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2020 Washington gubernatorial election

From Wikipedia, the free encyclopedia

2020 Washington gubernatorial election

← 2016 November 3, 2020 2024 →
 
Jay Inslee official portrait 2020 (cropped).jpg
Loren Culp.png
Nominee Jay Inslee Loren Culp
Party Democratic Republican
Popular vote 2,294,243 1,749,066
Percentage 56.6% 43.1%

2020 Washington gubernatorial election results map by county.svg
County results
Inslee:      50-60%      60-70%      70-80%
Culp:      50-60%      60-70%      70-80%

Governor before election

Jay Inslee
Democratic

Elected Governor

Jay Inslee
Democratic

The 2020 Washington gubernatorial election was held on November 3, 2020, to elect the governor of Washington, concurrently with the 2020 U.S. presidential election, as well as elections to the United States Senate, elections to the United States House of Representatives and various state and local elections. The top-two primary was held on August 4. Incumbent Jay Inslee, the Democratic candidate, defeated Loren Culp, the Republican candidate.

As Washington does not have gubernatorial term limits, incumbent Democratic Governor Jay Inslee was eligible to run for a third term.[1] Inslee initially launched a campaign for President of the United States in the 2020 election. When he dropped out of that race in August 2019 due to low polling numbers,[2] he announced he would seek a third term as governor.[3] Several other Democratic political figures considered entering the race if Inslee did not run, including Washington Attorney General Bob Ferguson, but ultimately, no other major Democrats entered the race.[4]

Republican Loren Culp placed second in the top-two primary and competed against Inslee in the general election on November 3. Inslee won re-election to a third term and defeated Culp in the election by a 13.44% margin. Nonetheless, Culp refused to concede and filed a lawsuit against Republican Washington Secretary of State Kim Wyman five weeks after the election.[5] Culp's actions drew criticism and were compared to Donald Trump's refusal to concede the 2020 U.S. presidential election.[6]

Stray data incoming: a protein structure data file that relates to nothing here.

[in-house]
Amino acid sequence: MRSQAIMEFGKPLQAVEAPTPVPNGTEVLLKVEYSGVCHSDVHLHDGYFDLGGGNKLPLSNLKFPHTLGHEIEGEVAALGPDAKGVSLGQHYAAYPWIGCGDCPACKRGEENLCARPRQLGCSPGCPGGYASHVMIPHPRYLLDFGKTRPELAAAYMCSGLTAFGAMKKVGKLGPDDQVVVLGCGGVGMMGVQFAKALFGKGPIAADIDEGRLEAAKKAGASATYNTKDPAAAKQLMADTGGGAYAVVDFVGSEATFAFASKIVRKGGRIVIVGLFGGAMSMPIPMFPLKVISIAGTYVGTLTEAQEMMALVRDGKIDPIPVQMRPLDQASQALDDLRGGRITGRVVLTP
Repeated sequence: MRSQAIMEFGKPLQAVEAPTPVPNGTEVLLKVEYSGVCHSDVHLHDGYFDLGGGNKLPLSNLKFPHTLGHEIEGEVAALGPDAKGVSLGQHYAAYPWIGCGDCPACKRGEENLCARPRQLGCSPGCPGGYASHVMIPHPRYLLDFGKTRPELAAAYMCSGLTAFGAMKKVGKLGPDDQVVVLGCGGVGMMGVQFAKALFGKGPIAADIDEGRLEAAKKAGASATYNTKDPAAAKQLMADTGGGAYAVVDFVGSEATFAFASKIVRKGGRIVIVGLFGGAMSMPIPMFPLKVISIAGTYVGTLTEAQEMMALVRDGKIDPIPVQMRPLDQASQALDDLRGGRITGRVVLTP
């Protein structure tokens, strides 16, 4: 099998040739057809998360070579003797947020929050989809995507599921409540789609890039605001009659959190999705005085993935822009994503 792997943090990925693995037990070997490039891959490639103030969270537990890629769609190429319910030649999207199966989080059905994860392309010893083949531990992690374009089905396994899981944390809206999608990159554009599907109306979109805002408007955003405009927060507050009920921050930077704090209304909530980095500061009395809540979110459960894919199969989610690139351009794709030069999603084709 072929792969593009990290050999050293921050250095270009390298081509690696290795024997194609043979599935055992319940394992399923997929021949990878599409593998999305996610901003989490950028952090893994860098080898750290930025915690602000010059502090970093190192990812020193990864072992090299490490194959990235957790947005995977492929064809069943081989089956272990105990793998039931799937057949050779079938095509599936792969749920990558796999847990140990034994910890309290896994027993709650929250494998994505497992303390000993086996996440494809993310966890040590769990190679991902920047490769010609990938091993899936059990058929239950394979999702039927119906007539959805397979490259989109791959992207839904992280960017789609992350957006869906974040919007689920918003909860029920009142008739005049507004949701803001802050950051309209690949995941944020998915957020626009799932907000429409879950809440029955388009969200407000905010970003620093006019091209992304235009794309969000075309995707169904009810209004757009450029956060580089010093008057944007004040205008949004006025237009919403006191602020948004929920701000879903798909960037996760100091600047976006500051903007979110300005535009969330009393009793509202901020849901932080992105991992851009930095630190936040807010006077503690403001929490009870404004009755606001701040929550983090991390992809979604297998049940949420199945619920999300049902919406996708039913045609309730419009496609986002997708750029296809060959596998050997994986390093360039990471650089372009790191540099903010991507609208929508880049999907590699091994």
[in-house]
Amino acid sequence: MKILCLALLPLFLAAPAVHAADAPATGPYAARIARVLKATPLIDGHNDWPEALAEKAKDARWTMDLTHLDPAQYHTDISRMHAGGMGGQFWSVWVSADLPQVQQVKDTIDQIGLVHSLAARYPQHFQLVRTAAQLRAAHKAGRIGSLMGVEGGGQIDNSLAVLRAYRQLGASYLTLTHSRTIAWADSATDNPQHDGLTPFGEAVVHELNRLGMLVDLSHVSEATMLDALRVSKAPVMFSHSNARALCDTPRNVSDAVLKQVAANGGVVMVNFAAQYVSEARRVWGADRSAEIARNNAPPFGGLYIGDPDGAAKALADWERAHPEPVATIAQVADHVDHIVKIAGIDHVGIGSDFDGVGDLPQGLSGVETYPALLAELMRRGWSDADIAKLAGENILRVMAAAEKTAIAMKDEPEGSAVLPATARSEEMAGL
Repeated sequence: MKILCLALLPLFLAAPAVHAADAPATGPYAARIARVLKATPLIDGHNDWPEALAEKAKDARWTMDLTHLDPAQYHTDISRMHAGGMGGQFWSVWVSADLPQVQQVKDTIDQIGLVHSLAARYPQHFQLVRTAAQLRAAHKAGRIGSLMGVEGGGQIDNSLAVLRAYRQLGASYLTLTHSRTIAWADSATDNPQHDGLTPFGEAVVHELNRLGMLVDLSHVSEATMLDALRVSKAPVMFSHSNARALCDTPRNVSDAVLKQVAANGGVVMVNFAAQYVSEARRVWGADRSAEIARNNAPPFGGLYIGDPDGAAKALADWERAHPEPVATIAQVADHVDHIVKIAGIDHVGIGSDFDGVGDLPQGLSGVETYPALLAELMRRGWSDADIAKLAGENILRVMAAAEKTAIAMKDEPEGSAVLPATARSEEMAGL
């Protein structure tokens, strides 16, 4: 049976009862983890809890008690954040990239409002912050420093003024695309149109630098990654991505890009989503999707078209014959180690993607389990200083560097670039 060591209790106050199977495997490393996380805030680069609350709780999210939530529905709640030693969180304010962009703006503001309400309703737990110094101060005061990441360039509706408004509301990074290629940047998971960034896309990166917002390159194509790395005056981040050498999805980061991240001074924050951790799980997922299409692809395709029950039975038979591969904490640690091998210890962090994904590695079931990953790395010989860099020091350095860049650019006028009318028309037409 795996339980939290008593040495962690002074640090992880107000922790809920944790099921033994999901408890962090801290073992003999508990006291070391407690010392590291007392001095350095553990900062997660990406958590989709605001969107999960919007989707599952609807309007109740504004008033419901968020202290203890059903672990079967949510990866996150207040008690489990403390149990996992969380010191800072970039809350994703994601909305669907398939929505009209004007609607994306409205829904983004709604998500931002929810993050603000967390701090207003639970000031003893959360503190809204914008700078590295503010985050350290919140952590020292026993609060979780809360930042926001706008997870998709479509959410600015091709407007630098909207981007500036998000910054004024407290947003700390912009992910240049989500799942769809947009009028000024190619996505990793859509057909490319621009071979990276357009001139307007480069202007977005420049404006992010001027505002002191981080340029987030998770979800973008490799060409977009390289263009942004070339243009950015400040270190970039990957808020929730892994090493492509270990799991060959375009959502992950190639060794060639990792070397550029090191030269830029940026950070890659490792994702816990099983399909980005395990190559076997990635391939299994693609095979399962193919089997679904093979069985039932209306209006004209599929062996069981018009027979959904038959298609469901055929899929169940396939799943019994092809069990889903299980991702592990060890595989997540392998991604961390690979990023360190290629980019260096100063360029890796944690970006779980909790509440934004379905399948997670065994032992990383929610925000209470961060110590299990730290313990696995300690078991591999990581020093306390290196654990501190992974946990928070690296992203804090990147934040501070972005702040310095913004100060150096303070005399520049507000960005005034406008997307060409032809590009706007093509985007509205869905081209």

Background

Washington has not had a Republican governor since John Spellman left office in 1985, the longest streak of Democratic leadership of any state in the country and the third longest streak of one-party leadership after South Dakota (which has not had a Democratic governor since Harvey L. Wollman left office in 1979) and Utah (which has not had a Democratic governor since Scott M. Matheson left office nine days prior to Spellman in 1985).[7][8][9] Incumbent Governor Jay Inslee, who previously served in the U.S. House, was first elected to the governorship in the 2012 election and won reelection in 2016.

When Inslee announced his candidacy for president, several political figures expressed interest in running for Governor if Inslee won the Democratic primaries. These included Attorney General Bob Ferguson, Commissioner of Public Lands Hilary Franz and King County executive Dow Constantine.[10] They stated they would only run if Inslee was not, avoiding a primary challenge.[11][12]